LIVING
11/22/2013 10:06 EST | Updated 01/25/2014 04:01 EST

Who Is Responsible When A Sperm Freezer Defrosts?

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A man who says his sperm was destroyed when power was cut to a freezer at University of B.C. is one step closer to his day in court.

Howard Lam is the lead plaintiff in a class action lawsuit against the university looking for damages.              

His lawyer Sandy Kovacs says when Lam was diagnosed with cancer in the late 1990s his oncologist advised him to freeze his sperm in case he wanted children in the future.

So Lam arranged to have a sample kept in a cryopreservation unit in the andrology lab at UBC in Vancouver. The special freezer preserved the sperm by keeping it at temperature of –130 C in liquid nitrogen.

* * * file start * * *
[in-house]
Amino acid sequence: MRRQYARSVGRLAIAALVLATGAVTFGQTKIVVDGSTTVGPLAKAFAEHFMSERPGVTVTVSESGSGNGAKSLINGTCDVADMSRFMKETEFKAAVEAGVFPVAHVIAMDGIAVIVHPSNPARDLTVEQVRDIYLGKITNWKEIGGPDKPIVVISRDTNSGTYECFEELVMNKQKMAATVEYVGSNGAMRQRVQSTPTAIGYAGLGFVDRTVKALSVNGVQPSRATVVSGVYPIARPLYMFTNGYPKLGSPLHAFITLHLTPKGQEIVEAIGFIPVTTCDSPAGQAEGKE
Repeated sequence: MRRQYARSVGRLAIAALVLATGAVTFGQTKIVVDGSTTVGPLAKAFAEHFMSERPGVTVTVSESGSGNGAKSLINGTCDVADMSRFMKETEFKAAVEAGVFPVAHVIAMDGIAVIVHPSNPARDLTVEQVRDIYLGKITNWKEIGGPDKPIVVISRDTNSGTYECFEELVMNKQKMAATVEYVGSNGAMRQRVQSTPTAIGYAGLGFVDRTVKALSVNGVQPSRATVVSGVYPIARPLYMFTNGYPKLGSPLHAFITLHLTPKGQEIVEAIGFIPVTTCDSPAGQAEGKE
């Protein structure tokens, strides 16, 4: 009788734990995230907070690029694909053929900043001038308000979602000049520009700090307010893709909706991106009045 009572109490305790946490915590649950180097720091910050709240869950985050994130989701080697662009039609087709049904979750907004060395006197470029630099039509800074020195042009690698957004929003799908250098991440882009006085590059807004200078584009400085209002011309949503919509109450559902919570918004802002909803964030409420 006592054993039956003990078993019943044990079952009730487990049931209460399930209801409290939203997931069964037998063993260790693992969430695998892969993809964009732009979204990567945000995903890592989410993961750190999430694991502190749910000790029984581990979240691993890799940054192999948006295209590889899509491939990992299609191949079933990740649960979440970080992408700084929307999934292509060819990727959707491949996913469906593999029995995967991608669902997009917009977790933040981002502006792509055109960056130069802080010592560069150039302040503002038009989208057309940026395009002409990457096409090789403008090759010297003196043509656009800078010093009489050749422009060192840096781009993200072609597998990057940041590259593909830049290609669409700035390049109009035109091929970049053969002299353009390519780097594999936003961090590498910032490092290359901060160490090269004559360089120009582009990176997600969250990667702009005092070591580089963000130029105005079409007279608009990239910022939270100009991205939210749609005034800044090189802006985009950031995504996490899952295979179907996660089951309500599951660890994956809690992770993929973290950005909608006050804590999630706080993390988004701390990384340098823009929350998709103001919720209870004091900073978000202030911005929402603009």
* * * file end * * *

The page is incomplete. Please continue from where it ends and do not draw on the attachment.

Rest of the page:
But in the lawsuit Lam alleges that his sperm died, along with samples from 400 other people, when the power supply to the freezer was cut off and the liquid nitrogen levels dropped to low.

"In or about 2002 the sperm was irreversibly damaged. The sperm had been kept in a freezer that had simply been plugged into a wall. There was no back-up power supply," said Kovacs         

This week Justice J. Butler ruled that UBC can't rely on a clause in the contract that denied liability for negligence.

That means the class action lawsuit will go ahead, says Kovacs.             

"Oh they are happy... because they didn't like the notion that UBC would get off scot-free."

Lawyers from both sides are now trying to determine trial dates to settle this matter.             

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